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THIS WEEK: Protecting the safety net during a pandemic

More than $1 million has been handed out from the Quad Cities Disaster Recovery Fund

ROCK ISLAND, Illinois — The Quad Cities safety net, charitable organizations, are seeing the impact of their own safety net.

Since the COVID-19 pandemic began, the Quad Cities Disaster Recovery Fund has handed out more than a million dollars in grants.

"I think it's clear when we look at non-profit services, at people experiencing evictions, as we look at people experiencing food insecurities, that the need id still there," said Kelly Thompson, vice president of Grantmaking and Community Initiatives at the Quad Cities Community Foundation during an interview on "News 8 THIS WEEK with Jim Mertens". 

How is the Quad Cities Community Foundation furthering discussions on racial equity?  Watch Kelly Thompson on the News 8 THIS WEEK EXTRA on Facebook at WQAD Jim Mertens.

"People are still hurting economically," she said, "and still needing protection in their health and their social safety net."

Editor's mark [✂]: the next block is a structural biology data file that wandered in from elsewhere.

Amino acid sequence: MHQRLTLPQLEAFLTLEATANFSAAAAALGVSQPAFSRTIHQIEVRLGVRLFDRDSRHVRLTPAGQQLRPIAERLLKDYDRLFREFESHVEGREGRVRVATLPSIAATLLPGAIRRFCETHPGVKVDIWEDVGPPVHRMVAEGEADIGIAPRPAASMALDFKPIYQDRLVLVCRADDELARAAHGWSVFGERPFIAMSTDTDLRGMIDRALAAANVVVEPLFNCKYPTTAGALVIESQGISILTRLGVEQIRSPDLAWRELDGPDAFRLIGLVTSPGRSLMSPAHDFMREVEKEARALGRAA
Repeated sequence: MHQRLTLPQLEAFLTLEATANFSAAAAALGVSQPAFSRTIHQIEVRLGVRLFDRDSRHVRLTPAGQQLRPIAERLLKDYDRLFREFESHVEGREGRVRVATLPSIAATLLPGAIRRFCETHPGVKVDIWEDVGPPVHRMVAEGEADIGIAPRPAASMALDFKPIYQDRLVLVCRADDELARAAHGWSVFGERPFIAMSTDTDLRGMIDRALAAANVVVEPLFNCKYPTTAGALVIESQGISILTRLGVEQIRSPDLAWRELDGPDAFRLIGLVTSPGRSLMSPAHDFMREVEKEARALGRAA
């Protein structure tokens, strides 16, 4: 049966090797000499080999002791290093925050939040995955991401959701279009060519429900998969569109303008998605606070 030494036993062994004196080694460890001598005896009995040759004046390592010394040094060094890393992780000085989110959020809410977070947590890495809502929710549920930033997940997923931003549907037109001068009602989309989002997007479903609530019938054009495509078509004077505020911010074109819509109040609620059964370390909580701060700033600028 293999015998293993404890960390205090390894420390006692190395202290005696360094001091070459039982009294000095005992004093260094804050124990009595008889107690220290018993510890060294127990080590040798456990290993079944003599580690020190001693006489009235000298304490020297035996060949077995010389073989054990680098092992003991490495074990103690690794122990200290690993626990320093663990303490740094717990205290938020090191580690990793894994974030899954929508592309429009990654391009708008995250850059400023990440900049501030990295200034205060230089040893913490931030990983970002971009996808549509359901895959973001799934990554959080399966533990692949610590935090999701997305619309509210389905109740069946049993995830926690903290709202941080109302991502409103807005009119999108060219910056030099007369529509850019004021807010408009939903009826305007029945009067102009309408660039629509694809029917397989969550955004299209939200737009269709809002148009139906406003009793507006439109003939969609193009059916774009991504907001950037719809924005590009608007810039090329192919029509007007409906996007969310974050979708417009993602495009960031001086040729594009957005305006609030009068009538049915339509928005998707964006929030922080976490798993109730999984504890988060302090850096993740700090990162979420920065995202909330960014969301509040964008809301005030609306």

It's been a tough year for Quad City charities and other other organizations.

Concerts for non-profits like the annual Bix Beiderbecke Jazz Festival went virtual this year with an eye on supporting next year's concerts to mark the 50th anniversary of the Festival.

Even annual holiday traditions like "Festival of Trees", which supports Quad City Arts, is re-thinking how it can still raise money without holding its ten day event.

Instead, a day of giving celebration is planned in November.

"It will be a full day of crowd funding of a televised special and inviting the people in the Quad Cities to give back and reminisce on all of the family memories people have about Festival of Trees," said Festival of Trees organizer Kaleigh Trammell.

And groups like the United Way started fundraising early, two months earlier than usual.

The real fear is a domino effect: where charities don't get money so Quad City safety net isn't funded either.

"There is a domino effect when we don't raise enough money," said Quad City United Way executive director Rene Gellerman.

"There is more need today than ever before," said Gellerman.

"We can't afford to shrink our resources."

The Disaster Recovery Fund has received $1.3 million dollars from donors since the pandemic began.

Thompson said money is still coming in, but at a slower pace. 

"Within a few days or weeks of a disaster, giving peaks and then goes to a much lower level," Thompson said.

But she says the number of people in need has not diminished.

You can watch News 8 THIS WEEK with Jim Mertens Sundays at 10 a.m. on WQAD News 8.